“If retailers can focus on this butler mentality,” Dorf predicts, “the Internet of Things has a lot of potential to make the customer experience more rich and engaging, and loyalty will ensue.”

It’s oddly reminiscent of another Internet-enabled butler, the early search engineAsk Jeeves. It could take a few years, but we may soon see how a Jeeves-like digital figure fares in the brick-and-mortar world.


This post originally appeared on


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The Entire Known Universe at Your Fingertips

An old friend sent me this today. Pretty amazing.

The entire known universe to scale, at your control, on your mouse or track pad, for your perusal.

May take a moment to load… hit Start… then slide the button at the bottom of screen (or use the mouse wheel). You can click on any item about which you want more information.

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Bad Apple

I've always been a big fan of Apple's products.  I don't have or want the stupid iPad, but I think very highly of Apple computers, and when I decided to buy a smartphone I went with the iPhone.  But I haven't upgraded to the iPhone 4 and don't intend to until Apple clearly has solved all the problems with it.  Apple's idiotic reaction to those problems is creating a massive PR problem for the company.  This article highlights the issue nicely.  Bad, Apple.

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Digital File Cabinet

I’m still knee-deep in work and unable to attend to things I’d love to blog about — the Supreme Court’s outrageous decision on campaign finance, and Obama’s tardy conversion to populism, the MA election (yes, more to be said on that!).  But I will get to these and other topics soon.

Meanwhile, a quick note about another matter.  I got up at 5:00 this morning to work.  After making coffee, I thought I’d just spend a few minutes catching up with some newspapers I hadn’t gotten to this week.  One of the things I look forward to reading each week is Walter Mossberg’s “Personal Technology” column in the Thursday edition of the Wall Street Journal.  He devoted his column this week to a fabulous “hybrid computing” program/website (he explains the term in his column) called Evernote.   I read the column, went to Evernote‘s website, and then lost an hour exploring its possibilities, setting up an account (free!), downloading the free iPhone app, etc.  

Evernote is a fabulous tool that I expect will be something I come to depend on every day.  Explore it for yourself.  I expect you’ll be glad you did.

I lost an hour of work this morning, but I’ve already “clipped to Evernote” a number of items I want to blog about later when I have time.  More on all that when I resurface.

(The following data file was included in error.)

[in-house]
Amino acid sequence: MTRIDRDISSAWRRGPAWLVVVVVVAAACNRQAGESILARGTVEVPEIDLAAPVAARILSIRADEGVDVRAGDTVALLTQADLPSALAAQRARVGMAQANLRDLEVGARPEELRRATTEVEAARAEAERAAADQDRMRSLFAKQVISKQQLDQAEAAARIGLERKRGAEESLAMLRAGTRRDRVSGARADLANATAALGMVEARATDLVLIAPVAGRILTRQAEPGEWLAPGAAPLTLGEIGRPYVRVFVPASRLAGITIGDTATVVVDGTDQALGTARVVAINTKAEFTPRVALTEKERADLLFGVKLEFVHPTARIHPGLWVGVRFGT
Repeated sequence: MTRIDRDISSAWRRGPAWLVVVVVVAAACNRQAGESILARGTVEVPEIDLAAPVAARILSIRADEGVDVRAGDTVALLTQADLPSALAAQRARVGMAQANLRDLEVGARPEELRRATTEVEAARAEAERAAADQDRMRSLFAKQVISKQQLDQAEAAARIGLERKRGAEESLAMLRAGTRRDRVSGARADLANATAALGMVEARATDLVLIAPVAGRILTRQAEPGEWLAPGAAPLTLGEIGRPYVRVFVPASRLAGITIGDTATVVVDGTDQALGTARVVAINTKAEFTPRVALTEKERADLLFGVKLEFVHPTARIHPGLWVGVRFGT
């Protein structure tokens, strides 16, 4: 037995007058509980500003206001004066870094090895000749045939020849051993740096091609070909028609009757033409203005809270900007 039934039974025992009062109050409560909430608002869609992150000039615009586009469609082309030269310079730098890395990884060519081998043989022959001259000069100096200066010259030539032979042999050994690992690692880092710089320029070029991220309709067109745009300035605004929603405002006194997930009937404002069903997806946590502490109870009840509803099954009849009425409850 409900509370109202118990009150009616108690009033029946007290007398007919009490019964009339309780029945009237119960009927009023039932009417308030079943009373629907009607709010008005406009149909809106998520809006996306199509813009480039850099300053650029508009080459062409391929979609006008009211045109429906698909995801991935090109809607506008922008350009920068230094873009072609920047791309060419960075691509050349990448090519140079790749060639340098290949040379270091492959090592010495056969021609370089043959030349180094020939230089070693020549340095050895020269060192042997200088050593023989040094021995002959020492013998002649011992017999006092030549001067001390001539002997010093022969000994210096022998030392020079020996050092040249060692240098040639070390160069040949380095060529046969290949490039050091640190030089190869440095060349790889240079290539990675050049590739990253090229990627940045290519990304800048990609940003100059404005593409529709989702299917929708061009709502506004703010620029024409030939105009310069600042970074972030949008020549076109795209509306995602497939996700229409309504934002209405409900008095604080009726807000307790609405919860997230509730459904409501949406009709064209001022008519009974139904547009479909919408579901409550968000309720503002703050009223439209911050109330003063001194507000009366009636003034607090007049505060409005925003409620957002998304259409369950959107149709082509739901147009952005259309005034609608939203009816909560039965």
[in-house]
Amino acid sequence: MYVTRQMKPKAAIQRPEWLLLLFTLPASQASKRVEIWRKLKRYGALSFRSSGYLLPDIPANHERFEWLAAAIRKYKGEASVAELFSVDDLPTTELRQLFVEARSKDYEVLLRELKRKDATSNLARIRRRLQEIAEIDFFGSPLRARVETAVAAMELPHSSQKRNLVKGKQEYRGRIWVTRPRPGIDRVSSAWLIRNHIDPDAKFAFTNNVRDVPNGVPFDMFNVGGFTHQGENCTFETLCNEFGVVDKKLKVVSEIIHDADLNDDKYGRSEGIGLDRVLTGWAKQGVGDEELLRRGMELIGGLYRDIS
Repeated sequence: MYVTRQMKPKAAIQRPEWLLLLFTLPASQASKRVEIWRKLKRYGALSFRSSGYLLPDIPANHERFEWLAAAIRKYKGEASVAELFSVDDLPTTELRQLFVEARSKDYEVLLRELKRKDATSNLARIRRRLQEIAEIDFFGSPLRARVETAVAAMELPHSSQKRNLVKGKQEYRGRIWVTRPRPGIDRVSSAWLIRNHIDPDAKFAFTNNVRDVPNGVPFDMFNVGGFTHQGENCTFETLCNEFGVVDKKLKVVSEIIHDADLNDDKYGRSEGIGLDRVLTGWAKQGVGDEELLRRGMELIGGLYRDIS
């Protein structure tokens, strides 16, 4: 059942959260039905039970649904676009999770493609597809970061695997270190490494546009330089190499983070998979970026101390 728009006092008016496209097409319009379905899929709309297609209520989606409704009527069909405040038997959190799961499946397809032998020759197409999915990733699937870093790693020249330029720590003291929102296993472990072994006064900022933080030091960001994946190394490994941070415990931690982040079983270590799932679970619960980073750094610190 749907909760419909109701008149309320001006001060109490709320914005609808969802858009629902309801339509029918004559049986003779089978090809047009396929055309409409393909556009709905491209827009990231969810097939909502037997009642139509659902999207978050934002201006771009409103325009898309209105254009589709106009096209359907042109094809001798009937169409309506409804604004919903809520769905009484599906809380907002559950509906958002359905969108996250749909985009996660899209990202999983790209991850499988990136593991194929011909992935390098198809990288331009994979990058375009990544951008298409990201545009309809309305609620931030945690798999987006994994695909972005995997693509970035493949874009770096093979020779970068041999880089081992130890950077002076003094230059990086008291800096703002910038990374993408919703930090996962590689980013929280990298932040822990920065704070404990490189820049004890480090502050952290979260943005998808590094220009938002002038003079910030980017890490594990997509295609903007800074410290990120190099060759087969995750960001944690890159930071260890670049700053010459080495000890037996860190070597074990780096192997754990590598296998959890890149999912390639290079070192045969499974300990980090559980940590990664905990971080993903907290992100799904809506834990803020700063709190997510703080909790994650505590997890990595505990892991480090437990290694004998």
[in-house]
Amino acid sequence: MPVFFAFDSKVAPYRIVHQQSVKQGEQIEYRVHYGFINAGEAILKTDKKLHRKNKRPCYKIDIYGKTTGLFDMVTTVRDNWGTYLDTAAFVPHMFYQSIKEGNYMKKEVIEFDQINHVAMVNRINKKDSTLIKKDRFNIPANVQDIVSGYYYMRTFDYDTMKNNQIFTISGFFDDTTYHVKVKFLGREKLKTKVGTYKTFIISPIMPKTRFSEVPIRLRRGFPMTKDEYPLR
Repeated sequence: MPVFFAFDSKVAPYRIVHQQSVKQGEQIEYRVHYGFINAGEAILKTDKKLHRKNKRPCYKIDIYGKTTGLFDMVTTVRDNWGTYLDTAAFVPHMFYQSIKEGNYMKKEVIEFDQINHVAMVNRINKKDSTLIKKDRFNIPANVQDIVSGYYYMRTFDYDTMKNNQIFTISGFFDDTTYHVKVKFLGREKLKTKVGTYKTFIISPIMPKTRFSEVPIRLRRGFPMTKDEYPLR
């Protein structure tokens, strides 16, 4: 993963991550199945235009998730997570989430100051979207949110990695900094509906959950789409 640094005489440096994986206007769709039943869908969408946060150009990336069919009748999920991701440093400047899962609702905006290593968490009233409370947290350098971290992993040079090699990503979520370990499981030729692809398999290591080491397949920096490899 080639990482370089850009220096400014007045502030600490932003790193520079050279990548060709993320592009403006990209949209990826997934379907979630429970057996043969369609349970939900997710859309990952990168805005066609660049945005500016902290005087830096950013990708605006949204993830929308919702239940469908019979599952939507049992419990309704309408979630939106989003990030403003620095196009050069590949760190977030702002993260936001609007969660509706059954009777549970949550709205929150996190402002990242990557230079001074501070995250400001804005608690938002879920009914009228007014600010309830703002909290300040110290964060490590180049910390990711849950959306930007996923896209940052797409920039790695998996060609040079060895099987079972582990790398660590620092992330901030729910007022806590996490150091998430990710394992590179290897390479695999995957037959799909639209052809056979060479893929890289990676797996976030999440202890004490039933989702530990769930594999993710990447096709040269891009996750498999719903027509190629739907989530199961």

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Help with Converter Box

As you may have read, Joe the Plumber of recent campaign fame (a.k.a., Joe Wurzelbacher) has recently signed on with an online retailer of converter boxes to do a series of educational videos to inform TV watchers about what the upcoming transition to all-digital is all about, how to hook up an old analog television to a converter box, and how to get a government-sponsored coupon to help buy a box.

Well, here's a sense of how such videos might go down on the receiving end — that is, with the largely elderly population (see end of post below about red wine's benefits) that will have to deal with this problem.

From Spike Feresten's "Talk Show" via Bob Cesca.

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Tuesday’s New York Times carried an interesting article by Steve Lohr about the growing use of videoconferencing (otherwise known as telepresence) as a replacement for business travel to meetings and conferences.  Lohr writes:

As travel costs rise and airlines cut service, companies large and small  are rethinking the face-to-face meeting — and business travel
as well. At the same time, the technology has matured to the point
where it is often practical, affordable and more productive to move
digital bits instead of bodies.

The cost of these telepresence rooms (around $500,000) is probably too high for most companies to build them, except for those firms whose employees spend a lot of time and money traveling to other cities to see their own company’s employees in other places.

But there should be an emerging market for companies to step in and build these rooms in every city, providing a priced-per-visit use to firms that want to avoid the high cost of travel — not only in terms of airline and hotel costs but also the human costs of fatigue and burnout.

My wife — you all know my road-warrior wife, Sue — travels extensively.  I would really be happy if some entrepreneur would make it possible for her to do less of it and stay in Boston more.

Get on it, you people!